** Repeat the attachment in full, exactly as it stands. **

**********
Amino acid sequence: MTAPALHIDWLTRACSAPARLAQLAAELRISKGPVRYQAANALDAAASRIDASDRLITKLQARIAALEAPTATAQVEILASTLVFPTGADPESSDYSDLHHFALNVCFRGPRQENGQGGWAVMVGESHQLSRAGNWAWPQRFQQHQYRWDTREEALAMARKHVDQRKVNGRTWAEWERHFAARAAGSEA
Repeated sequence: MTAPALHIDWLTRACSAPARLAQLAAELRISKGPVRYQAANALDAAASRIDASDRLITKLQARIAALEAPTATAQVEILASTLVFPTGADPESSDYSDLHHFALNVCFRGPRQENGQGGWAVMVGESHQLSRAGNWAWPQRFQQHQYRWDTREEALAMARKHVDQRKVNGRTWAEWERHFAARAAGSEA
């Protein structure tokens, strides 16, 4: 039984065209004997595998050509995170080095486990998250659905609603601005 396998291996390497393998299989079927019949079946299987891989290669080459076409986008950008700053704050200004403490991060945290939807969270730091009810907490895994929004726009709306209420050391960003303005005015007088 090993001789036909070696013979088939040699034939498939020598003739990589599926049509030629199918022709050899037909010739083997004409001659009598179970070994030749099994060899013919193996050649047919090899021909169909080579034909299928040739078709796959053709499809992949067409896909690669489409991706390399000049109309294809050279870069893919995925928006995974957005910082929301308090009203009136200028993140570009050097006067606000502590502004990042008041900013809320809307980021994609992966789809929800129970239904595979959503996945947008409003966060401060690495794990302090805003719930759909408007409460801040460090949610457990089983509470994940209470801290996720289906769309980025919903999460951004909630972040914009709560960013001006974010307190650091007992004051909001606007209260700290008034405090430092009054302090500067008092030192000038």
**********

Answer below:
Amino acid sequence: MTAPALHIDWLTRACSAPARLAQLAAELRISKGPVRYQAANALDAAASRIDASDRLITKLQARIAALEAPTATAQVEILASTLVFPTGADPESSDYSDLHHFALNVCFRGPRQENGQGGWAVMVGESHQLSRAGNWAWPQRFQQHQYRWDTREEALAMARKHVDQRKVNGRTWAEWERHFAARAAGSEA
Repeated sequence: MTAPALHIDWLTRACSAPARLAQLAAELRISKGPVRYQAANALDAAASRIDASDRLITKLQARIAALEAPTATAQVEILASTLVFPTGADPESSDYSDLHHFALNVCFRGPRQENGQGGWAVMVGESHQLSRAGNWAWPQRFQQHQYRWDTREEALAMARKHVDQRKVNGRTWAEWERHFAARAAGSEA
């Protein structure tokens, strides 16, 4: 039984065209004997595998050509995170080095486990998250659905609603601005 396998291996390497393998299989079927019949079946299987891989290669080459076409986008950008700053704050200004403490991060945290939807969270730091009810907490895994929004726009709306209420050391960003303005005015007088 090993001789036909070696013979088939040699034939498939020598003739990589599926049509030629199918022709050899037909010739083997004409001659009598179970070994030749099994060899013919193996050649047919090899021909169909080579034909299928040739078709796959053709499809992949067409896909690669489409991706390399000049109309294809050279870069893919995925928006995974957005910082929301308090009203009136200028993140570009050097006067606000502590502004990042008041900013809320809307980021994609992966789809929800129970239904595979959503996945947008409003966060401060690495794990302090805003719930759909408007409460801040460090949610457990089983509470994940209470801290996720289906769309980025919903999460951004909630972040914009709560960013001006974010307190650091007992004051909001606007209260700290008034405090430092009054302090500067008092030192000038």